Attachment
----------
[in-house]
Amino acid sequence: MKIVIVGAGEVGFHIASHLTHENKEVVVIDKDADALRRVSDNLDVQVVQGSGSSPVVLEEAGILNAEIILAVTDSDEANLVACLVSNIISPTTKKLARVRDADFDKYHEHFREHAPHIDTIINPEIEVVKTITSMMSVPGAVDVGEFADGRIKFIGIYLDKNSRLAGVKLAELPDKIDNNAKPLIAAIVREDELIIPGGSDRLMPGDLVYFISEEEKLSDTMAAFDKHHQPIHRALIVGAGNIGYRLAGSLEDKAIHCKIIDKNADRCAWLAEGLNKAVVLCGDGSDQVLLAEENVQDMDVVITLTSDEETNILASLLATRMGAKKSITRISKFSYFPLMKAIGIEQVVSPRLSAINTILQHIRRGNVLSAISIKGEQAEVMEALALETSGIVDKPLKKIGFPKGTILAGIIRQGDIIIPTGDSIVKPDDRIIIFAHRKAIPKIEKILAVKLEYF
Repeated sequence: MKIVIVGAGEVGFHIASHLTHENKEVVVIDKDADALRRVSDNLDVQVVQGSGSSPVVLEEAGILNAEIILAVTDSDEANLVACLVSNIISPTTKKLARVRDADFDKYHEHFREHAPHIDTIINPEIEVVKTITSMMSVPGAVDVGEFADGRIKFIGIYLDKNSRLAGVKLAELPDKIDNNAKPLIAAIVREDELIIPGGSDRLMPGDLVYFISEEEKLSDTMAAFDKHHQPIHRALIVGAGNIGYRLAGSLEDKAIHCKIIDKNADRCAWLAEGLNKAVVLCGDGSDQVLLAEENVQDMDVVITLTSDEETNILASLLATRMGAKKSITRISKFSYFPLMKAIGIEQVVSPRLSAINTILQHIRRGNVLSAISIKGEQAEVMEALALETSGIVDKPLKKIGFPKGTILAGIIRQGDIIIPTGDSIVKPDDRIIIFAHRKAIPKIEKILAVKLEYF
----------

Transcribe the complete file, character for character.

[in-house]
Amino acid sequence: MKIVIVGAGEVGFHIASHLTHENKEVVVIDKDADALRRVSDNLDVQVVQGSGSSPVVLEEAGILNAEIILAVTDSDEANLVACLVSNIISPTTKKLARVRDADFDKYHEHFREHAPHIDTIINPEIEVVKTITSMMSVPGAVDVGEFADGRIKFIGIYLDKNSRLAGVKLAELPDKIDNNAKPLIAAIVREDELIIPGGSDRLMPGDLVYFISEEEKLSDTMAAFDKHHQPIHRALIVGAGNIGYRLAGSLEDKAIHCKIIDKNADRCAWLAEGLNKAVVLCGDGSDQVLLAEENVQDMDVVITLTSDEETNILASLLATRMGAKKSITRISKFSYFPLMKAIGIEQVVSPRLSAINTILQHIRRGNVLSAISIKGEQAEVMEALALETSGIVDKPLKKIGFPKGTILAGIIRQGDIIIPTGDSIVKPDDRIIIFAHRKAIPKIEKILAVKLEYF
Repeated sequence: MKIVIVGAGEVGFHIASHLTHENKEVVVIDKDADALRRVSDNLDVQVVQGSGSSPVVLEEAGILNAEIILAVTDSDEANLVACLVSNIISPTTKKLARVRDADFDKYHEHFREHAPHIDTIINPEIEVVKTITSMMSVPGAVDVGEFADGRIKFIGIYLDKNSRLAGVKLAELPDKIDNNAKPLIAAIVREDELIIPGGSDRLMPGDLVYFISEEEKLSDTMAAFDKHHQPIHRALIVGAGNIGYRLAGSLEDKAIHCKIIDKNADRCAWLAEGLNKAVVLCGDGSDQVLLAEENVQDMDVVITLTSDEETNILASLLATRMGAKKSITRISKFSYFPLMKAIGIEQVVSPRLSAINTILQHIRRGNVLSAISIKGEQAEVMEALALETSGIVDKPLKKIGFPKGTILAGIIRQGDIIIPTGDSIVKPDDRIIIFAHRKAIPKIEKILAVKLEYF